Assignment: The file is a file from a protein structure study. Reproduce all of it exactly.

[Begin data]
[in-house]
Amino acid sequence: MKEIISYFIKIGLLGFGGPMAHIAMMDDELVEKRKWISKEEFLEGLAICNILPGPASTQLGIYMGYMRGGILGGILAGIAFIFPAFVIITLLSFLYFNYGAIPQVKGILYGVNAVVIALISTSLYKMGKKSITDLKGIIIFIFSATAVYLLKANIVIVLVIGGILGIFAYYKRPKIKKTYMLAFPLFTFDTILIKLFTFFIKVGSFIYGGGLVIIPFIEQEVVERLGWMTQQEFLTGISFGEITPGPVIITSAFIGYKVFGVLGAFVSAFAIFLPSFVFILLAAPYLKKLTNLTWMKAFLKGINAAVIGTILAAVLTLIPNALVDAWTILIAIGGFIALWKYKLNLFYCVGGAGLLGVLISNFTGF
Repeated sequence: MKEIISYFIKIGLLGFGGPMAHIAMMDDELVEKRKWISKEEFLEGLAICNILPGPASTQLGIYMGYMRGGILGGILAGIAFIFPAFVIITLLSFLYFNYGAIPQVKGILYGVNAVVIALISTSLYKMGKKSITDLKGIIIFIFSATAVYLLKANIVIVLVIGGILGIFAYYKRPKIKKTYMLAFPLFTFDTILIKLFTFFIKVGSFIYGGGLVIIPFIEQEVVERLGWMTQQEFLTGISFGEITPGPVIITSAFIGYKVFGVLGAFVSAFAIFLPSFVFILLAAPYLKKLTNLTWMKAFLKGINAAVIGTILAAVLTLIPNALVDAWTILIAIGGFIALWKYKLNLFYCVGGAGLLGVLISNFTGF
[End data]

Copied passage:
[in-house]
Amino acid sequence: MKEIISYFIKIGLLGFGGPMAHIAMMDDELVEKRKWISKEEFLEGLAICNILPGPASTQLGIYMGYMRGGILGGILAGIAFIFPAFVIITLLSFLYFNYGAIPQVKGILYGVNAVVIALISTSLYKMGKKSITDLKGIIIFIFSATAVYLLKANIVIVLVIGGILGIFAYYKRPKIKKTYMLAFPLFTFDTILIKLFTFFIKVGSFIYGGGLVIIPFIEQEVVERLGWMTQQEFLTGISFGEITPGPVIITSAFIGYKVFGVLGAFVSAFAIFLPSFVFILLAAPYLKKLTNLTWMKAFLKGINAAVIGTILAAVLTLIPNALVDAWTILIAIGGFIALWKYKLNLFYCVGGAGLLGVLISNFTGF
Repeated sequence: MKEIISYFIKIGLLGFGGPMAHIAMMDDELVEKRKWISKEEFLEGLAICNILPGPASTQLGIYMGYMRGGILGGILAGIAFIFPAFVIITLLSFLYFNYGAIPQVKGILYGVNAVVIALISTSLYKMGKKSITDLKGIIIFIFSATAVYLLKANIVIVLVIGGILGIFAYYKRPKIKKTYMLAFPLFTFDTILIKLFTFFIKVGSFIYGGGLVIIPFIEQEVVERLGWMTQQEFLTGISFGEITPGPVIITSAFIGYKVFGVLGAFVSAFAIFLPSFVFILLAAPYLKKLTNLTWMKAFLKGINAAVIGTILAAVLTLIPNALVDAWTILIAIGGFIALWKYKLNLFYCVGGAGLLGVLISNFTGF